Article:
- To make the filling, start by peeling and coring the apples. Dice them small, and add them to a bowl. Combine them with sugar, brown sugar, cinnamon, and a pinch of salt. Add them to a deep skillet or large pot, and cook them on medium heat for 15-20 minutes, or until softened and most of the liquid has evaporated. The mixture will start to look like apple pie filling, the liquid will thicken and become syrupy, and the apples will be golden brown. Turn off the heat and stir in the vanilla extract. Transfer to a bowl and allow to cool.
- Line two baking sheets with parchment.
- Once the dough has risen, punch it down and divide it into 16 equal-sized pieces. To do so, form the dough into a rectangle, divide it into 4 equal parts, and then divide each section into 4 again. For exact uniformity, weigh each piece. Form each piece into a ball, and cover with a clean kitchen towel so they do not dry out as you work.
- On a lightly floured surface, form the piroshki by rolling each ball into a thin circle, about 4-5 inches in diameter. Add 1½ Tbsp of the filling into the center of the circle of dough. Fold the dough upwards towards the center, equally on each side, and pinch the piroshki firmly closed along the top forming them into a sealed oval shape.
- Place the formed piroshki onto the parchment-lined baking sheets seam-side down, 8 per sheet with 2-3 inches between each pastry. Cover the piroshki with loose plastic wrap or a clean kitchen towel and allow to rise again, for 30 minutes.
- While the dough is rising for the second time, preheat your oil for frying (if baking, see instruction 13). Fill a heavy bottomed pot or Dutch oven with 2-3 inches of oil. Use a candy thermometer to make sure the oil is at 350 degrees F. If you do not have a thermometer, you will know the oil is ready when you place the handle of a wooden spoon into the oil and small bubbles form around the spoon; if the dough is browning too quickly, lower the oil slightly as needed.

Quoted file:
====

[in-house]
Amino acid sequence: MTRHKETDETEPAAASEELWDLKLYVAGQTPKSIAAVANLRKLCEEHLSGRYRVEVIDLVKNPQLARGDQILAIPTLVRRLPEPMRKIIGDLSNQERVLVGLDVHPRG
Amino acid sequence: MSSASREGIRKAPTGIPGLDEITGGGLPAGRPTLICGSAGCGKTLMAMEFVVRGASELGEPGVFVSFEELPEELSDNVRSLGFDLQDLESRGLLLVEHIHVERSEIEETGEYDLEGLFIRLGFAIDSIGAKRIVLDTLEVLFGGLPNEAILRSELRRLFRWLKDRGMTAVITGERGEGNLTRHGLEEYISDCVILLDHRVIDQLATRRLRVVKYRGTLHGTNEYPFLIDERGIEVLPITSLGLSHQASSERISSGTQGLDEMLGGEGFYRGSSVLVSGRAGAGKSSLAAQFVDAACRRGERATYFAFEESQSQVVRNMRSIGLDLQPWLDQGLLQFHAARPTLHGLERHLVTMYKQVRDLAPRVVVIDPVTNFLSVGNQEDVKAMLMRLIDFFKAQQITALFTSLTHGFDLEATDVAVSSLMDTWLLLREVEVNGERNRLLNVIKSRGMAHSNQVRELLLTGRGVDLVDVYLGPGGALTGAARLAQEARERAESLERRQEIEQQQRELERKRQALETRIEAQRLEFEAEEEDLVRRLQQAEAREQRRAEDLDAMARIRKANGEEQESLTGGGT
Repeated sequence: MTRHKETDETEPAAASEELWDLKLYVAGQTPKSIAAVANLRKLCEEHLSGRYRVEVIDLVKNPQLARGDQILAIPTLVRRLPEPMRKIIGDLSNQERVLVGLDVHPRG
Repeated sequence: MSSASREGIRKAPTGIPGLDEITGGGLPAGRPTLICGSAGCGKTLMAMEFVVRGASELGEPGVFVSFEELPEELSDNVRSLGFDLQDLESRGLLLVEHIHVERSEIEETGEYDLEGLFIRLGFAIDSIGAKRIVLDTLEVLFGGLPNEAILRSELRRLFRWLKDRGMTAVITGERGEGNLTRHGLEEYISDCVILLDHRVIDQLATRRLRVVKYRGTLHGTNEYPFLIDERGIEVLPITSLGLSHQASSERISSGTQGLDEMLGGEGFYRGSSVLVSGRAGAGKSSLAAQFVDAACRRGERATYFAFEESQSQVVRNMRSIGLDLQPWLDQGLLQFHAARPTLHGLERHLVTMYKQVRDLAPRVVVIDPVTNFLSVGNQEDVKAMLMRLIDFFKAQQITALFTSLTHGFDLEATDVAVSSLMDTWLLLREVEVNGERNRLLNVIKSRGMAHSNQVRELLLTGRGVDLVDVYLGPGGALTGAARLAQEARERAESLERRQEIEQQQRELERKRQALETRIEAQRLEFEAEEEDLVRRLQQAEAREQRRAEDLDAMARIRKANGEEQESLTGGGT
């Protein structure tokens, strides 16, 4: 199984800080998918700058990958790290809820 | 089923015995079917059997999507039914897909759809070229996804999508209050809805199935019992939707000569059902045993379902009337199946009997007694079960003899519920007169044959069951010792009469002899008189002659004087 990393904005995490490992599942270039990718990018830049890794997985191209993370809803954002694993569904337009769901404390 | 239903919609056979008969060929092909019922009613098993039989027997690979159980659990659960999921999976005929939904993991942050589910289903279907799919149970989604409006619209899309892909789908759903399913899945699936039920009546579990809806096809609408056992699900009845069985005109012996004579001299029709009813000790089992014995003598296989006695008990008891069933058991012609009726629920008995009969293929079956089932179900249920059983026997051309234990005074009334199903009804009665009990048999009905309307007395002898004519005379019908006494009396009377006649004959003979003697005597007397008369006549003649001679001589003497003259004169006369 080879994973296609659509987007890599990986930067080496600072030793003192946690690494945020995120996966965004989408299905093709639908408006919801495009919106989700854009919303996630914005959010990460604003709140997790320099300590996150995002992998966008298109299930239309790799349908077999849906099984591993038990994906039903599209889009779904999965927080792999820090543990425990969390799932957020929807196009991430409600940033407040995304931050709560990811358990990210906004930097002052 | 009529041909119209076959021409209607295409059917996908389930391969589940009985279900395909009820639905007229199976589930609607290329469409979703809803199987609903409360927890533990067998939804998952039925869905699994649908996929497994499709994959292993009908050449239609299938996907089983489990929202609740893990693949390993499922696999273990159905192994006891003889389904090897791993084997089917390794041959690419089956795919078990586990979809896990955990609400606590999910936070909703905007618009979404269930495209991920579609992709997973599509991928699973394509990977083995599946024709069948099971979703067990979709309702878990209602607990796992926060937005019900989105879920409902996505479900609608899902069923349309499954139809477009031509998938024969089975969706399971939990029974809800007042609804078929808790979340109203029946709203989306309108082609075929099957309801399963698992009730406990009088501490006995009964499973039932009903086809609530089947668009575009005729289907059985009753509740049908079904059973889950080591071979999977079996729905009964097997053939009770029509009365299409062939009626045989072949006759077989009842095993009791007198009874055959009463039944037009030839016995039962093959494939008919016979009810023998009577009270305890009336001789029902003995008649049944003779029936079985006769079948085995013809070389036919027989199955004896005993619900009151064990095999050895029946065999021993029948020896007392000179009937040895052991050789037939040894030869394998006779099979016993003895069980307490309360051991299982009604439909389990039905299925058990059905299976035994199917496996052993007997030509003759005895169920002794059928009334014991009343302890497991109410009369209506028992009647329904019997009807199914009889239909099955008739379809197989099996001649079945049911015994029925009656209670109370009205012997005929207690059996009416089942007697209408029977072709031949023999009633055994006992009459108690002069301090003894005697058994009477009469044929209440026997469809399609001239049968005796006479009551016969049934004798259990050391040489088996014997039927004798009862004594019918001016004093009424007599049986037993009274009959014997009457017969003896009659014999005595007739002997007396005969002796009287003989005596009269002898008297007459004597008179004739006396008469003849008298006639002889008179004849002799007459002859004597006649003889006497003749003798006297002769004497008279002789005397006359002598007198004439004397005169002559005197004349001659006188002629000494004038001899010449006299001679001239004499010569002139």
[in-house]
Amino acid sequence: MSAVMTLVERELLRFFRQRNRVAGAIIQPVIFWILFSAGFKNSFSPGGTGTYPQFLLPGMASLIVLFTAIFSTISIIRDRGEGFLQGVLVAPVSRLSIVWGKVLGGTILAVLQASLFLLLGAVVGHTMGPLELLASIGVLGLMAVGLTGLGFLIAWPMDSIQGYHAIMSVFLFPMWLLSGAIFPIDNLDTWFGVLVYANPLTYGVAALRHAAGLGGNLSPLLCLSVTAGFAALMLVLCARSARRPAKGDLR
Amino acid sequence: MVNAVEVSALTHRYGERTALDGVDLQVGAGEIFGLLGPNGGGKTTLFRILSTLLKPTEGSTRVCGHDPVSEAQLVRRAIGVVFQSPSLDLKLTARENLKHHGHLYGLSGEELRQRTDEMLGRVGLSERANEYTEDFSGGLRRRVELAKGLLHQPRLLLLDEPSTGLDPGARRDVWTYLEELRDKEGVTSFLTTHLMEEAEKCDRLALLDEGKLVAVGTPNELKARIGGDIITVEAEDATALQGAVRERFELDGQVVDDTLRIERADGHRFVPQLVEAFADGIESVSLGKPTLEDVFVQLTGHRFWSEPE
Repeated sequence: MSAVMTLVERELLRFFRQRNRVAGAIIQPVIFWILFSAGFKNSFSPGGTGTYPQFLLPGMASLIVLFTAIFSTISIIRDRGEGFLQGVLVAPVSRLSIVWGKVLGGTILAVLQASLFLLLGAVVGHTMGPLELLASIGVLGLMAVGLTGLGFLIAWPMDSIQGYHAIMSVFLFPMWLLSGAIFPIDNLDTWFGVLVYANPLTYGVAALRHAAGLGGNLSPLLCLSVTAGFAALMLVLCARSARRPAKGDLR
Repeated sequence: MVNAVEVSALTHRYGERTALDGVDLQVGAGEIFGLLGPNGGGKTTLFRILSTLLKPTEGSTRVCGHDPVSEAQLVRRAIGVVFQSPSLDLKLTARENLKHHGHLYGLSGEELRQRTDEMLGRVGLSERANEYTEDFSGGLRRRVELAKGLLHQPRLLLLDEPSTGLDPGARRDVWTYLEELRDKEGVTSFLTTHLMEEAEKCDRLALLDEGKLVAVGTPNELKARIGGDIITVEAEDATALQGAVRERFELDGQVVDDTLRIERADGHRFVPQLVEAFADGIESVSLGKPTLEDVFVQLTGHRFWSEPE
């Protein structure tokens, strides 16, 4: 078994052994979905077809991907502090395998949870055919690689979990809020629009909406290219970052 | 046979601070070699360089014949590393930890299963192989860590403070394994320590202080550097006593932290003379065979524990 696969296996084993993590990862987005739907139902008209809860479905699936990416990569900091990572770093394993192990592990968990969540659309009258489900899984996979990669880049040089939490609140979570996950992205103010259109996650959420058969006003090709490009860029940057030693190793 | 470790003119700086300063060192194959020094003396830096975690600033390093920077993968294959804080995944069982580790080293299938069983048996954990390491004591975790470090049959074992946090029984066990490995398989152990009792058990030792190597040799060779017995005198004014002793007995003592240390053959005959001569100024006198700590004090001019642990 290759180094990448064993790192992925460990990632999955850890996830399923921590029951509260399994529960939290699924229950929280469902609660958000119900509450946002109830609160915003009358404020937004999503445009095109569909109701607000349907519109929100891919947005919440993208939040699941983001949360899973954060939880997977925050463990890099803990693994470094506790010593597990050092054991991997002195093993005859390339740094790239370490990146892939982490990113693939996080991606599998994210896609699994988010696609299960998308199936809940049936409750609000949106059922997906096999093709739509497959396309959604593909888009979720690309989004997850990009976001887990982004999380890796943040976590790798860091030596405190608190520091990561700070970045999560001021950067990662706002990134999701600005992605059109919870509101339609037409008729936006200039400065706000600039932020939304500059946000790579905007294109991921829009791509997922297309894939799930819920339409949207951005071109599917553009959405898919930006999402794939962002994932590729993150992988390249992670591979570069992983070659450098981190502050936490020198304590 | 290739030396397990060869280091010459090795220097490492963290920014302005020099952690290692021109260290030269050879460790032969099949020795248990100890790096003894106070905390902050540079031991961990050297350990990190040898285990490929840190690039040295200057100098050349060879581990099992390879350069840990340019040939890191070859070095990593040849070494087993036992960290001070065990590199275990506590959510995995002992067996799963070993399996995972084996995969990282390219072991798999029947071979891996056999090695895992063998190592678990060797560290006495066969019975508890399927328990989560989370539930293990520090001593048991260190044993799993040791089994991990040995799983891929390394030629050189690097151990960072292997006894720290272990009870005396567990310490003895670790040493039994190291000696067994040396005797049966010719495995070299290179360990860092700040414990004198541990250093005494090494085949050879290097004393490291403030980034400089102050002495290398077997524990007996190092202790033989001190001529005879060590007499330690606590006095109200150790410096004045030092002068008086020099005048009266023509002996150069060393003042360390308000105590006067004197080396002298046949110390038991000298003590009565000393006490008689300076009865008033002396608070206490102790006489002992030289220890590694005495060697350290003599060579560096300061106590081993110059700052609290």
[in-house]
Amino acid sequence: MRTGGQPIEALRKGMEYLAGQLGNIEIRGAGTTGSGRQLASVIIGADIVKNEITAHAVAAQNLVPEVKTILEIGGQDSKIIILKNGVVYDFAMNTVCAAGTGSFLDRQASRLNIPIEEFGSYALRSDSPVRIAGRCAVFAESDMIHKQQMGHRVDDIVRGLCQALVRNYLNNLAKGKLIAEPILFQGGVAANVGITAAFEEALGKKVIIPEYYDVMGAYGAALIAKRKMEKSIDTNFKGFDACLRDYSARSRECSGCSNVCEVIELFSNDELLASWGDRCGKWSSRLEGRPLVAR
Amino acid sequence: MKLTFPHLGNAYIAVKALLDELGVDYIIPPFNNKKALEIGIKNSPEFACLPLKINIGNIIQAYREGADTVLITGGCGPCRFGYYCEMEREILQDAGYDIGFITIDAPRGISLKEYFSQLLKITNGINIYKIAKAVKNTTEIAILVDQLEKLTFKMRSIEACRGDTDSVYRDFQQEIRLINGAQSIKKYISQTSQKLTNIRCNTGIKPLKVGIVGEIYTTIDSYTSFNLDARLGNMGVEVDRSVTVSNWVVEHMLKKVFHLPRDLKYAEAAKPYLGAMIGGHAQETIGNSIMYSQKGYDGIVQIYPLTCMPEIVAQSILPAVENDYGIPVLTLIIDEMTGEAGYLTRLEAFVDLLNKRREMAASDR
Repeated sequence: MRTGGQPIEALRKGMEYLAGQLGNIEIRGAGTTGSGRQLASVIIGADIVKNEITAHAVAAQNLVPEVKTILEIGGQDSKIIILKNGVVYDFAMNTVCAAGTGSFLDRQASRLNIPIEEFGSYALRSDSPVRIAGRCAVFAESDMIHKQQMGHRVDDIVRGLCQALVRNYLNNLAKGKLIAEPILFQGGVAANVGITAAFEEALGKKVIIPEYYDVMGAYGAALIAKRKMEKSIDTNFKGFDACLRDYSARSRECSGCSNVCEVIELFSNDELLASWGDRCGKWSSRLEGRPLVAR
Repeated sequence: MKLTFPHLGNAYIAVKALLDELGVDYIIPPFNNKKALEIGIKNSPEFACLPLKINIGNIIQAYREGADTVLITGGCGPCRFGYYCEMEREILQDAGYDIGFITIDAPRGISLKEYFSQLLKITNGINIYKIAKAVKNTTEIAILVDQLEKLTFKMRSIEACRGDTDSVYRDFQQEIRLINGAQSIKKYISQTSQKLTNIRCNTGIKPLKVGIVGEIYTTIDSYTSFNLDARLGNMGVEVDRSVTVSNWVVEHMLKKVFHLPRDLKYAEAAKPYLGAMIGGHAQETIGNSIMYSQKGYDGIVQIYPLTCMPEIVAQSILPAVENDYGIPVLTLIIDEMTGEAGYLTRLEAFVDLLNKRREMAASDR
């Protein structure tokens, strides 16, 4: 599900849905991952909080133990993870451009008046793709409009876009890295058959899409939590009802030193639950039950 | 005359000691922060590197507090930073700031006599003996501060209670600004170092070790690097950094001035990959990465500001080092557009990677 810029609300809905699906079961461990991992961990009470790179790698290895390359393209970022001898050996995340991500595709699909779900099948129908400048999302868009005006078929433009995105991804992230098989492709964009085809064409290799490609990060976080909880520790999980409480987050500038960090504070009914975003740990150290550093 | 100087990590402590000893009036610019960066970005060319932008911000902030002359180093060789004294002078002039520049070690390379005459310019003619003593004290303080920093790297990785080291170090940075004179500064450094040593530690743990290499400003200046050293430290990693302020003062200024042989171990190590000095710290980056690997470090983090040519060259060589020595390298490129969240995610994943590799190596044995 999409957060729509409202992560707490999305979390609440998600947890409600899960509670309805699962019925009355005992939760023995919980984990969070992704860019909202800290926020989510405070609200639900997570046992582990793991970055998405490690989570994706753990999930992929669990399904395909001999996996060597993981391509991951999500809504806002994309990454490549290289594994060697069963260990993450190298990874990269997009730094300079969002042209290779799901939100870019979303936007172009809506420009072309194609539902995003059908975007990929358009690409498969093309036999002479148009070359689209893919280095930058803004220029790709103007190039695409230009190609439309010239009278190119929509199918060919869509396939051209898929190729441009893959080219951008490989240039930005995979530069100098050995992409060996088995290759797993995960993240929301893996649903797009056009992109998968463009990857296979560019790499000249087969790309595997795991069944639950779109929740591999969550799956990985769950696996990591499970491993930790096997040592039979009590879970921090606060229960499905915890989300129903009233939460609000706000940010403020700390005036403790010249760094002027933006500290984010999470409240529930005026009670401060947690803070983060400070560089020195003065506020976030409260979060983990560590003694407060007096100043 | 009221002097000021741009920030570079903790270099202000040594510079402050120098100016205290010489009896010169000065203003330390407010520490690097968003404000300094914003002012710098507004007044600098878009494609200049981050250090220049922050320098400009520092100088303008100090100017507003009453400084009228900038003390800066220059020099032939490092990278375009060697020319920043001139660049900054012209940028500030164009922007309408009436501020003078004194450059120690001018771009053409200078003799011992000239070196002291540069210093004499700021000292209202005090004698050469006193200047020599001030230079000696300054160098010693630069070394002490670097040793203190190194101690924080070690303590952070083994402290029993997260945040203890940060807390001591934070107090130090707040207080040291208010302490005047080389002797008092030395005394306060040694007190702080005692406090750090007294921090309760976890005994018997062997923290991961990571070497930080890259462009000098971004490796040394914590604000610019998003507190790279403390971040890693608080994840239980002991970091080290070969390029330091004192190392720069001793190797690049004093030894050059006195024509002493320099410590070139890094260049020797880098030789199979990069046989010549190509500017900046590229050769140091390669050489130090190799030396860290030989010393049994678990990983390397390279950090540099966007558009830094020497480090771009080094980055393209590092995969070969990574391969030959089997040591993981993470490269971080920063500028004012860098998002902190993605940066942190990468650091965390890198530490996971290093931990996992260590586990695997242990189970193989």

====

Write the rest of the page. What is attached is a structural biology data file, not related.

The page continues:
- Once the prioshki have risen a second time you can begin frying or baking. Fry the piroshki in batches of 2-3 at a time; be careful not to crowd them. Place the piroshki seam-side down into the oil and fry for 40-50 seconds on each side, until they are golden brown all over. Transfer to a paper towel-lined rack or sheet pan. Once they are done, allow to cool 10-15 minutes. Sprinkle with powdered sugar just before serving.
- For baked piroshki, after the piroshki have risen a second time, beat an egg with a splash of water. Brush the piroshki with the egg wash, and then bake them for 15 minutes. After 15 minutes, rotate the baking sheets and bake for another 8-10 minutes, or until the piroshki are evenly golden brown on all sides.Transfer to a rack to cool slightly, and serve warm or at room temperature. These are best eaten fresh, but can last an additional 2-3 days if they are warmed up again just before serving.